Dear friends in Christ,
The month of July is, of course, most noted in America for Independence Day. But as the revolution became more and more likely, the Christian church had some difficult decisions to make. The following is an excerpt from an online article posted by christianitytoday.com.
“Events moved quickly in the years before independence. As late as 1761, during the French and Indian War, Congregational ministers in Connecticut pledged absolute fidelity and submission to the king of England (the head of the Anglican Church). By the mid 1760’s, after Britain had begun taxing the colonies, many of these same clergy were denouncing the king and justifying non-submission.
“During the Revolutionary era, the pulpit played a key role in encouraging dissent. The political activism of these black-robed ministers earned them the name ‘the black regiment.’
“In July 1775, as tensions with the British rose, the Continental Congress called for a day of prayer and fasting. Most ministers used the occasion to preach for the colonial cause, but Anglican clergyman Jonathan Boucher spoke instead on the need to obey constituted authority. Concerned about his safety in proclaiming such an unpopular view, he carried into his pulpit not only his sermon manuscript but also a loaded pistol.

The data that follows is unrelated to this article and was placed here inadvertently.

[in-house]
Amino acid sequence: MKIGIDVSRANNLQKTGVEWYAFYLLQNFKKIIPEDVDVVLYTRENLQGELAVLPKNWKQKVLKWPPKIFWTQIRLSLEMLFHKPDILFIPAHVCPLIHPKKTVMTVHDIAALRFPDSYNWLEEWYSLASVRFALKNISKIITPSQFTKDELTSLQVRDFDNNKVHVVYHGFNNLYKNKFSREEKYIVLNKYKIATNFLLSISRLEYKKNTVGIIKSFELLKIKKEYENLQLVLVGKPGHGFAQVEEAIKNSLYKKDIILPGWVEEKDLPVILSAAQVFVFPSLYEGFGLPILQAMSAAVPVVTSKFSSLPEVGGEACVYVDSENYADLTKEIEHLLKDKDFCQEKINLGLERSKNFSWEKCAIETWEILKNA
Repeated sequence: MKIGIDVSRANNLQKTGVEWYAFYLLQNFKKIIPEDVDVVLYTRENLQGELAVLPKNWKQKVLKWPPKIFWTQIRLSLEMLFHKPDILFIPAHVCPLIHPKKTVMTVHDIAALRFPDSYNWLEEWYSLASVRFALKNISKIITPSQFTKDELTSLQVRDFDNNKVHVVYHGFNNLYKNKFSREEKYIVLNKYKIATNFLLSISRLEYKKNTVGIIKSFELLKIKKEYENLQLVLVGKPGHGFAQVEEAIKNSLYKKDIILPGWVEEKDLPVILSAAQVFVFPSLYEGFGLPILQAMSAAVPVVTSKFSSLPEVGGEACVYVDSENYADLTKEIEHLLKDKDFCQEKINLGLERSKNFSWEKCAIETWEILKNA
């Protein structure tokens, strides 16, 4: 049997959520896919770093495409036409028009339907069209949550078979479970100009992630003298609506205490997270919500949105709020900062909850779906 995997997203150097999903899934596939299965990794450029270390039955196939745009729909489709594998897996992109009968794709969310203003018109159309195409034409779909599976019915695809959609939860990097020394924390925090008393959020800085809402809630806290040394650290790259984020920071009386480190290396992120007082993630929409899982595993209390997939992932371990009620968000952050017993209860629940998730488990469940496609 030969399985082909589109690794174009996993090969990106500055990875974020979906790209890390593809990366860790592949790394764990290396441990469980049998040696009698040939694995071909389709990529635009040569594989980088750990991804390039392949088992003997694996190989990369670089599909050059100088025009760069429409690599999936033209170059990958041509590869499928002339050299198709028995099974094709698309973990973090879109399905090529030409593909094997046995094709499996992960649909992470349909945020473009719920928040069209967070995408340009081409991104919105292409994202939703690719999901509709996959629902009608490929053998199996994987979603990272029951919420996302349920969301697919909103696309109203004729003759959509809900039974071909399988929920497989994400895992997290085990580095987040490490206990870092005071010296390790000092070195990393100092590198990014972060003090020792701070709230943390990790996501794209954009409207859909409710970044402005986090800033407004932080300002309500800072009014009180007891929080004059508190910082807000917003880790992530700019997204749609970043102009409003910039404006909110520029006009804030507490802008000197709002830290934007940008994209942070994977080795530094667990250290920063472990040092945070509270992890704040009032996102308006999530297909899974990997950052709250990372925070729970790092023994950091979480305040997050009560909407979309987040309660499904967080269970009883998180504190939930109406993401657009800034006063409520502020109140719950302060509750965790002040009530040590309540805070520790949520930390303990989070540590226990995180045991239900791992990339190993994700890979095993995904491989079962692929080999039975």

“At the bottom of the original Declaration of Independence, the Continental Congress ordered copies of the Declaration first to be sent not to town clerks or newspapers but to parish ministers, who were ‘required to read the same to their respective congregations, as soon as divine service is ended, in the afternoon, on the first Lord’s day after they have received it.’
“During the war, more than a hundred colonial ministers served as chaplains in the Continental Army, and a lesser number of Anglican clergy, sympathetic to the loyalist cause, joined British regiments. As a result, many congregations found themselves with empty pulpits during the war.”
There has always been tension between living as a faithful citizen of a country and living as a faithful Christian. Sometimes the state puts us into conflict with our faith. Sometimes our faith puts us into conflict with the state. Most of the time, thank the Lord!, we live in both kingdoms at the same time in relative peace. But we must always keep the two kingdoms in their proper and God-given place.
God works in both kingdoms (the state and the church) all the time. He works in the state to provide order and peace to the citizens of that country, to punish evildoers, and to commend those who do good to their neighbor. He works in the church to provide that which the state cannot give—eternal salvation to sinners through the forgiveness of sins offered in His Word and Sacraments. Yet, although these two kingdoms must be kept separate so that they may do what God gives them to do, the one will have impact on the other. When they conflict with each other, we know the Bible says that we ought to obey God rather than man. Easier said than done. May God grant us the wisdom and the faith to live His will.
In His service and yours,